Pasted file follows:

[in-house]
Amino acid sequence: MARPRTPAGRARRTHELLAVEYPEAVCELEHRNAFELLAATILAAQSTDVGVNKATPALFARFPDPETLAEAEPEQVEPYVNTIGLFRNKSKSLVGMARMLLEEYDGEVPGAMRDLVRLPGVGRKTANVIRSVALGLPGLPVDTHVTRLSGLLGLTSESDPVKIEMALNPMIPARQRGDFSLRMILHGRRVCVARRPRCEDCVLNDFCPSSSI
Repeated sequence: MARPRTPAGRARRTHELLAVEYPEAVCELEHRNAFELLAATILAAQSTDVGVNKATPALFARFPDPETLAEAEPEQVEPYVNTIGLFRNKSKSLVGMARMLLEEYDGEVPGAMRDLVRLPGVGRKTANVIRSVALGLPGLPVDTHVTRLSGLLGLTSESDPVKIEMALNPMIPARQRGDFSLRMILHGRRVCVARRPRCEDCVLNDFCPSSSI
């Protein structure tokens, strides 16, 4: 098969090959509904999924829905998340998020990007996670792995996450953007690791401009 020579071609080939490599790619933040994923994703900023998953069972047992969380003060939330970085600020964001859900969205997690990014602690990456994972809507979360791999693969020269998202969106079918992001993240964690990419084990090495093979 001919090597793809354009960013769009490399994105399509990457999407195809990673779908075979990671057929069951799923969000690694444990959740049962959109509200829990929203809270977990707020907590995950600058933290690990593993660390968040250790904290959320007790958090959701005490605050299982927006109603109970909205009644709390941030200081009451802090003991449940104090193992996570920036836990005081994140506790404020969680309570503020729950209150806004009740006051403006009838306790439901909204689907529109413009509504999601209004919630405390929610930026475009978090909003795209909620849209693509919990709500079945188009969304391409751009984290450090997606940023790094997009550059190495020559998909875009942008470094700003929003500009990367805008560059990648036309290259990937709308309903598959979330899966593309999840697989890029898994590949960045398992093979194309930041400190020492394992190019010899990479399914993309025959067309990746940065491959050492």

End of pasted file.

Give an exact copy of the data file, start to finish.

[in-house]
Amino acid sequence: MARPRTPAGRARRTHELLAVEYPEAVCELEHRNAFELLAATILAAQSTDVGVNKATPALFARFPDPETLAEAEPEQVEPYVNTIGLFRNKSKSLVGMARMLLEEYDGEVPGAMRDLVRLPGVGRKTANVIRSVALGLPGLPVDTHVTRLSGLLGLTSESDPVKIEMALNPMIPARQRGDFSLRMILHGRRVCVARRPRCEDCVLNDFCPSSSI
Repeated sequence: MARPRTPAGRARRTHELLAVEYPEAVCELEHRNAFELLAATILAAQSTDVGVNKATPALFARFPDPETLAEAEPEQVEPYVNTIGLFRNKSKSLVGMARMLLEEYDGEVPGAMRDLVRLPGVGRKTANVIRSVALGLPGLPVDTHVTRLSGLLGLTSESDPVKIEMALNPMIPARQRGDFSLRMILHGRRVCVARRPRCEDCVLNDFCPSSSI
């Protein structure tokens, strides 16, 4: 098969090959509904999924829905998340998020990007996670792995996450953007690791401009 020579071609080939490599790619933040994923994703900023998953069972047992969380003060939330970085600020964001859900969205997690990014602690990456994972809507979360791999693969020269998202969106079918992001993240964690990419084990090495093979 001919090597793809354009960013769009490399994105399509990457999407195809990673779908075979990671057929069951799923969000690694444990959740049962959109509200829990929203809270977990707020907590995950600058933290690990593993660390968040250790904290959320007790958090959701005490605050299982927006109603109970909205009644709390941030200081009451802090003991449940104090193992996570920036836990005081994140506790404020969680309570503020729950209150806004009740006051403006009838306790439901909204689907529109413009509504999601209004919630405390929610930026475009978090909003795209909620849209693509919990709500079945188009969304391409751009984290450090997606940023790094997009550059190495020559998909875009942008470094700003929003500009990367805008560059990648036309290259990937709308309903598959979330899966593309999840697989890029898994590949960045398992093979194309930041400190020492394992190019010899990479399914993309025959067309990746940065491959050492």